When I was growing up, our money situation was strange. My dad worked part-time and my mom didn’t work, but we were squarely middle-class.
See, my father won the lottery when I was very young, before the age of 3, and then he semi-retired by working part-time at a local shop, while footing the bill for my mom to go back to school and to hopefully get a better job than what she had. Using his winnings he spread out the money over a course of about 10 – 20 years (I don’t know how much he has left now, if anything) and paid for our living expenses as we grew up and moved out.
I didn’t find it weird. I just found it normal that dad was there when I got home and mom was at school. I never questioned it.
It didn’t affect me because I seemed to have the same things as other kids, and we never seemed to go without the basics.
If I knew then what I knew about money now, I would have definitely been confused about how my parents could not work and still afford 2 cars, a big house and food on the table with extra necessities (nothing for us.
My parents never talked about money, except to tell us kids they didn’t have a lot of it.
All this meant to me that we had enough to cover what we had, but no real luxuries such as taking a vacation together or being able to buy anything expensive like a pool.
This was somewhat strange to me, because he paid a bill for a $10,000 vacation once, when my mom and I toured countries together. Still, I just assumed he and my mom had saved a ton of money just to be able to send us on that trip, so I figured that frugal lifestyle we lived with my dad nagging us to eat less (we were pigs!) and trying to conserve utilities (heat, water, electricity).
We never sat down as a family and went through how much my parents made (net) as an income, and where all the money was distributed. Money was always there.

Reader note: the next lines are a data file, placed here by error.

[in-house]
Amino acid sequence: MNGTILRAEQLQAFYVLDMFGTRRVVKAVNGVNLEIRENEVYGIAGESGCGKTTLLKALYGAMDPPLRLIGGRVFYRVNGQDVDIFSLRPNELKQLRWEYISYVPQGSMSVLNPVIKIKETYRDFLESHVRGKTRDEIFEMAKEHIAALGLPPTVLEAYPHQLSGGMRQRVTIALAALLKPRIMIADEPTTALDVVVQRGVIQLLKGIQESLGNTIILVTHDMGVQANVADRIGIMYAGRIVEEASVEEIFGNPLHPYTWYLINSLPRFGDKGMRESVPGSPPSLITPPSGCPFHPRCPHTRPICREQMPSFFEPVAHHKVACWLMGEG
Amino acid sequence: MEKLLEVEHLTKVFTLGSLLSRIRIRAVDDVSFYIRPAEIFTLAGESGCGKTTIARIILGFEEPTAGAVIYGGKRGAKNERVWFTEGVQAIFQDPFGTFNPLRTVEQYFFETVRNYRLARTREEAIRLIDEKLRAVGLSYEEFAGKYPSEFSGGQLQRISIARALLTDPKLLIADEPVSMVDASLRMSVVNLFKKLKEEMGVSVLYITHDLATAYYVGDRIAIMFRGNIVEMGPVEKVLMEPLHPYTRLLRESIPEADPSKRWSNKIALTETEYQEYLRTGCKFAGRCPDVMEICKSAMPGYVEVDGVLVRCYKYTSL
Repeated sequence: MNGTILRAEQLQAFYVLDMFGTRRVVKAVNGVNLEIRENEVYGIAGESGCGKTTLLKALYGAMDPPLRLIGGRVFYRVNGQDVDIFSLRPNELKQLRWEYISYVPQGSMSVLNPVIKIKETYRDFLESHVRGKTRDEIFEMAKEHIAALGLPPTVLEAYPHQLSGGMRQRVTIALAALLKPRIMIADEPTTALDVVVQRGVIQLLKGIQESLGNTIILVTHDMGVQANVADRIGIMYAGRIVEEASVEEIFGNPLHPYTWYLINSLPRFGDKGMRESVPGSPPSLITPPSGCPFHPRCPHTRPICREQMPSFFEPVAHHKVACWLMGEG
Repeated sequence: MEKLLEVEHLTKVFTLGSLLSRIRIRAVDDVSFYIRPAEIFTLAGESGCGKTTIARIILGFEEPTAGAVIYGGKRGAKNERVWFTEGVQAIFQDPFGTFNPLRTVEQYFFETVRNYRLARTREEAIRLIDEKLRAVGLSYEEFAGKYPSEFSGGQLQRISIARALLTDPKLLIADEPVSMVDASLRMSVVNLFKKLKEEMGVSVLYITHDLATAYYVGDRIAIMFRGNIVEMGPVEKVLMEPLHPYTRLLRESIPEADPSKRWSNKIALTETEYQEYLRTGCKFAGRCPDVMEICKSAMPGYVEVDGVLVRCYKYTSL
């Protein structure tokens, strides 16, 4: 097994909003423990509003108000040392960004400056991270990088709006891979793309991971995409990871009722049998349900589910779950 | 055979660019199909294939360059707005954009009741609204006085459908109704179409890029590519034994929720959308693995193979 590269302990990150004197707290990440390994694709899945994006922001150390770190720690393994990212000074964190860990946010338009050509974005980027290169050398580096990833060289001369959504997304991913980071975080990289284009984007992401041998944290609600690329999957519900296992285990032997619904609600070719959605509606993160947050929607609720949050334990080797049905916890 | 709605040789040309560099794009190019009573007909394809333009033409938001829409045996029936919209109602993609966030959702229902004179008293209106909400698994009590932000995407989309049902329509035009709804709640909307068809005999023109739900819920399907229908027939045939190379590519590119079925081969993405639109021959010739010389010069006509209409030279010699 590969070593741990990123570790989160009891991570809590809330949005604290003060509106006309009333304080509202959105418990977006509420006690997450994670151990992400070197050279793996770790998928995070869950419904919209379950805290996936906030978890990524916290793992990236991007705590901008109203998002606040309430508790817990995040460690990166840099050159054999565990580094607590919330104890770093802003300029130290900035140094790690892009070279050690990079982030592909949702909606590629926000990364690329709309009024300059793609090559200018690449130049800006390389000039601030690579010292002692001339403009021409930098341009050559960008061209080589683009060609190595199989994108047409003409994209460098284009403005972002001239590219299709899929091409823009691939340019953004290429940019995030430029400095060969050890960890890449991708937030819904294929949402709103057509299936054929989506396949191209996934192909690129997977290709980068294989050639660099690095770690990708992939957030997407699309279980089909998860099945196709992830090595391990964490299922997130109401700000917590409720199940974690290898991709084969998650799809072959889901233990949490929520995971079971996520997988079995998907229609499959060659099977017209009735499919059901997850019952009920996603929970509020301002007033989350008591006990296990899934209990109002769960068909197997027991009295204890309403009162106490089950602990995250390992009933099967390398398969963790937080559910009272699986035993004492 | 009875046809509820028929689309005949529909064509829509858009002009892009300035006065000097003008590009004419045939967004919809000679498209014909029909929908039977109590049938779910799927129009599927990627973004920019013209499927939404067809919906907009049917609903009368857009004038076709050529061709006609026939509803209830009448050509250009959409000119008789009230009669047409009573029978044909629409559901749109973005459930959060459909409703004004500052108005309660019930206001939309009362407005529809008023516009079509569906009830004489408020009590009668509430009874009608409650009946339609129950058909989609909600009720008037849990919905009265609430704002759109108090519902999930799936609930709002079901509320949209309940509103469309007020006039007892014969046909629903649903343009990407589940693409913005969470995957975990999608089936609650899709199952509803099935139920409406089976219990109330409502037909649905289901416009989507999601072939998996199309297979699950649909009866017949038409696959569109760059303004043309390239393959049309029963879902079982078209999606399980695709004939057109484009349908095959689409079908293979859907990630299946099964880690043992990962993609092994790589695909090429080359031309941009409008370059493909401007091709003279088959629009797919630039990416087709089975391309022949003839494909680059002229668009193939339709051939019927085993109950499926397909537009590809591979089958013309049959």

My mom had no money advice for me
She was an ostrich (slowly becoming financially aware however), and when I was growing up, she had no idea how much anything cost. It’s changing now, but she didn’t even know how credit cards worked until she got into a $3000 debt and realized after 6 months that by paying the minimums, she wasn’t actually paying down the debt, but paying the interest
My mom knew that money was important. She asked my dad to set aside money for each of us, for our tuition, kind of like a tuition nest egg.
My father may or may not have done this and reaped the tax benefits, but I certainly never saw a red cent of it when it came time for us to go to college. My parents promised to foot the bill for my education, but when push came to shove, they pretended they never said a word and we were all left with having to apply for student loans and work full-time during college. Not that it’s a bad thing, but when you tell your kids something, you damn well better back it up. I think the experience made me even more honest than I may have turned out in the end, and it has helped me realize how important it is to talk about money with your children on a regular basis, and to never promise what you cannot deliver.
My father’s only advice to me was never to carry a credit card balance, so I never did
He did teach me how to be frugal in terms of turning off the tap, wearing more layers in winter to save on heat, and never wasting electricity.
Now that these habits are ingrained, I cannot imagine living any other way.
But aside from that, there were no lessons on income minus expenses, the meaning of being frugal or smart with your money, why we save money, how to save it, where to save it, why retirement savings and emergency funds are important and the magic of compounding interest.
I learned these lessons pretty quickly after I graduated college, and I still have twinges of regret of how much money I could’ve saved… but wasted on living a ‘normal’ life, rather than a college student life.
Better late than never.